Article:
• Trombone: A brass instrument with a slide that manipulates pitch by changing the length of the trombone’s tubing. Varieties include thetenor, alto, and bass trombones.
  • Tuba: The largest, lowest-pitched orchestral brass instrument. The tuba has a wide, flared bell and three or four valves.

Percussion instruments produce sound when the musician strikes, scrapes, or shakes them.

  • Timpani (kettledrum): A drum with a bowl-shaped copper or brass shell. The timpanist can alter the pitch of the instrument using a pedal that controls the tension of the drum head.
  • Bass drum: The largest and lowest-pitched orchestral drum. Typically struck with a padded drumstick, the bass drum is used mainly for rhythmic accompaniment.
  • Snare drum: A small, cylindrical drum with a band of wires, or snares, stretched across the drum’s bottom head. The snare drum makes a sharp, penetrating sound.
  • Cymbals: Circular metal discs, flat or slightly concave, that can be struck with sticks or mallets, brushed, or crashed together, producing a variety of sounds.
  • Gong: A large metal plate, suspended from a frame, that is struck with a padded mallet.
  • Xylophone: A set of flat bars of different sizes, typically made of wood, set in a frame. The individual bars produce specific pitches when struck with mallets.
  • Triangle: A steel rod bent into a triangle. When struck with a metal bar, it produces a sharp, piercing ring.
  • Many other instruments and everyday objects may appear in an orchestra’s percussion section. Common ones include thetambourine, tom-toms, tenor drum, bongos, conga, hi-hat, tam-tam, glockenspiel, marimba, crotales, claves, scraper, castanets, maracas, ratchet, whip, and sleigh bells.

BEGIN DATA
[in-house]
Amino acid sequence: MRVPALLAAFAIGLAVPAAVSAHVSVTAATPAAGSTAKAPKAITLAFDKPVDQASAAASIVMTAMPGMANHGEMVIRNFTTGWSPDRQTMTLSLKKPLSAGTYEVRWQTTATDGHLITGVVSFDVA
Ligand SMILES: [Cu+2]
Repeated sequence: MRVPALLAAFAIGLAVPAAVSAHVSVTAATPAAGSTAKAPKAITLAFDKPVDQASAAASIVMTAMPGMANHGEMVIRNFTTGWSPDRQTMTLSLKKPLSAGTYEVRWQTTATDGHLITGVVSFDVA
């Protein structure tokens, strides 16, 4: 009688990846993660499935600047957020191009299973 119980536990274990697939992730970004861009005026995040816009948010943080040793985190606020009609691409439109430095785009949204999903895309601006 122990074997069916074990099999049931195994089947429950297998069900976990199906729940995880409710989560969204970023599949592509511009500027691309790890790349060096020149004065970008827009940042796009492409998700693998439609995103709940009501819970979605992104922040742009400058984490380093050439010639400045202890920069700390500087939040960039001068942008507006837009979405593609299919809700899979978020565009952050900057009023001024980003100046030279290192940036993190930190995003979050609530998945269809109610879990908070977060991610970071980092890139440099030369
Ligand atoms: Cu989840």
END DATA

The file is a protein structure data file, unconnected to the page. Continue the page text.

Keyboard instruments produce sound in a variety of ways that the musician brings about indirectly via a keyboard.

  • Piano: An instrument in which the keys (typically 88) cause felt hammers to strike metal strings inside the instrument. The piano evolved from the harpsichord to become one of the most versatile instruments in Western music and a staple in solo works and concertos. It has a vast dynamic and expressive range and a pitch range of nearly eight octaves.
  • Harpsichord: An instrument in which the keys cause strings inside the instrument to be plucked. The harpsichord was important in the Baroque era but faded in popularity with the emergence of the piano, which has a greater dynamic and expressive range.
  • Organ: An instrument in which the keys and foot pedals cause air to be released into pipes of various sizes. A complex, often massive instrument, the pipe organ was popular among Baroque composers, especially Bach.
  • Celesta: An instrument in which the keys cause felt hammers to strike metal bars. The celesta produces a chiming, bell-like sound that is used for a variety of effects.
Small Ensembles
  • Duet: A group of two musicians.
  • Trio: A group of three musicians.
  • Quartet: A group of four musicians.
    • String quartet: A standard chamber-music ensemble composed of two violins, one viola, and one cello.
  • Quintet: A group of five musicians.
  • Sextet: A group of six musicians.
  • Septet: A group of seven musicians.
  • Octet: A group of eight musicians.

Large Ensembles

  • Orchestra (symphony orchestra): An ensemble of string, wind, brass, and percussion instruments, typically composed of about 100 musicians total. An orchestra may be purely instrumental or may be accompanied by a chorus.
  • Chamber orchestra: A smaller orchestra, typically composed of 40 or fewer musicians.

Credit: sparknotes